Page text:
As hard as days and nights could be, I had learned through the years of dealing with my own health that the hardest days are when you need to be your strongest. Those are the days you need to demand to meet with the attending neonatologist to go over all your questions and concerns again. Those are the nights you have to force yourself to get some sleep because you need to be sharp the next day.
Those are the days when you find a lactation consultant to make sure you are doing all you can to provide the best supply possible for your baby. For me, advocating has always meant action.
For 32 years, I knew CF didn't care if things were hard. CF rages on its own terms. It doesn't care if it's ruined your senior trip with all your friends, if it pulls you out of class for the first three weeks of your junior year of college, or if you'll be hospitalized for two weeks within the first few months of being hired. CF doesn't care if you're exhausted and just need a break.
BWS doesn't care either. So when I was told when Ellie was 10 weeks old that her best chance of coming home was having a tracheostomy and feeding tube placed, I didn't need the weekend to think about it. I had been down this road a million times myself. Health issues don't care about your emotions. So neither could I.
There's a laundry list of medical procedures and decisions that I had to make for Ellie, the details of which would be a 10,000-word essay. The first three years of Ellie's life consisted of a tracheostomy and G-tube placement, more bronchoscopies than I can count, a glossesctomy in which one-third of her tongue was removed, a tracheal resection and reanastomosis, ear tubes and adenoid removal twice, and a whole host of “normal” childhood illnesses.
There was early intervention with speech therapy, occupational therapy, and physical therapy that morphed into an individualized education plan once she entered school. Although these experiences run the gamut from out of the ordinary and scary to fairly common and benign, the one thing they all have in common is tough decision-making.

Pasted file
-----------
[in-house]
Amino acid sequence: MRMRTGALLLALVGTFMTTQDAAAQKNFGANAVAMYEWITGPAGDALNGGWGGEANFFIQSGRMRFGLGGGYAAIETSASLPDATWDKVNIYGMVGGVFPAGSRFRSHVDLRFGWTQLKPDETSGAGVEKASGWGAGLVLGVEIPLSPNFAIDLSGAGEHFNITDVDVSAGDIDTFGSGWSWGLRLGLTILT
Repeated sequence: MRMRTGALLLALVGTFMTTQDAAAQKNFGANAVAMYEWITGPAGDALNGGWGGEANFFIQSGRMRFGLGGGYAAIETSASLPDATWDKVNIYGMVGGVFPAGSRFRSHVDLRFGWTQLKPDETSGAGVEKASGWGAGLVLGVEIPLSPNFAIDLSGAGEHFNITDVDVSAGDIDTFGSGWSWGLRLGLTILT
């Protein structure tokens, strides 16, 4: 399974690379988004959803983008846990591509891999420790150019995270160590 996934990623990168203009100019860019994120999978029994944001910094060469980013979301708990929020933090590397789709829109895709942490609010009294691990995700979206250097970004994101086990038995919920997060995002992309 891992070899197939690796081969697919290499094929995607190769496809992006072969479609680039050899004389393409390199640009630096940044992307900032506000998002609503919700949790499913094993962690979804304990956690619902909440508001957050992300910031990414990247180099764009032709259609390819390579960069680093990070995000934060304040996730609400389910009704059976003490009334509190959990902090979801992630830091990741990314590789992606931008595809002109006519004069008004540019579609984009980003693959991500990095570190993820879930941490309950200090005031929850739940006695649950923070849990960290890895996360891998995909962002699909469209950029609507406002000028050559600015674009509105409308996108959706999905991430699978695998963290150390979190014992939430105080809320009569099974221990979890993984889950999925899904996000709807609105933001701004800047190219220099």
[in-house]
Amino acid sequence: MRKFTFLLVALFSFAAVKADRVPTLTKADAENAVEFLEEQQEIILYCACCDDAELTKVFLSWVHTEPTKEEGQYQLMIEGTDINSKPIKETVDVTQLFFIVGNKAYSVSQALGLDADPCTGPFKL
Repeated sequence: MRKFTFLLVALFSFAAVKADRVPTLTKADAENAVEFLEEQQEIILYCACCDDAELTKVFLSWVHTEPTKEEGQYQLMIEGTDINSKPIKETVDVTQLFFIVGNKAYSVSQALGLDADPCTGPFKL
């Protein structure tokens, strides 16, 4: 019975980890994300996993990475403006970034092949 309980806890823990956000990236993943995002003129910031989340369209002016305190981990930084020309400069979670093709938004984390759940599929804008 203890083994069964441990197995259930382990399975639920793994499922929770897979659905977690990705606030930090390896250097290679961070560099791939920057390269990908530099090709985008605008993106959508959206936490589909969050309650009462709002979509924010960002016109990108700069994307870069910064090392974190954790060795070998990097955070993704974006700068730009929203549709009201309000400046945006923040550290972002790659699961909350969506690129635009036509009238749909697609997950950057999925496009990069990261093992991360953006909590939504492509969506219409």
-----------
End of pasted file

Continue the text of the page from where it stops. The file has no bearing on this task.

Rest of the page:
As parents, every decision we make for our children seems so much more critical than those we make for ourselves. Add in a few life-altering medical procedures to that mix and you have a recipe for some overwhelming stress. A blessing of my CF is that I have a lifetime of life-altering decisions behind me.
I didn't want doctors to cut a hole in my newborn's throat, leaving me to become her nurse, as well as her mother but I made that decision within minutes of being told it was Ellie's best option.
When you have been making tough medical decisions your whole life, it becomes second nature to put your emotions to the side and solve the problem as quickly as possible. Often, compartmentalizing your feelings is frowned up, but CF made me an expert in this department and it paid off tenfold when caring for Ellie. Deciding to cut one-third of your child's tongue out and suturing her tongue to her lip while she recovered in a medically induced coma sounds horrific, but when that's the only option to potentially get the tracheostomy tube out of her throat, you ask where you can sign up.
This is not to say that I wasn't scared or worried or emotional every single time my child was put under anesthesia. Those emotions had a time and a place but not when the decisions needed to be made. My judgment was always clear and swift and never clouded by fear.
Any parent would tell you they would sacrifice themselves for their child repeatedly. I know my parents would have done anything if it meant I wouldn't have CF. So I will always look at my CF as my biggest blessing and greatest sacrifice for Ellie. It prepared me for every scary moment I have ever faced with her.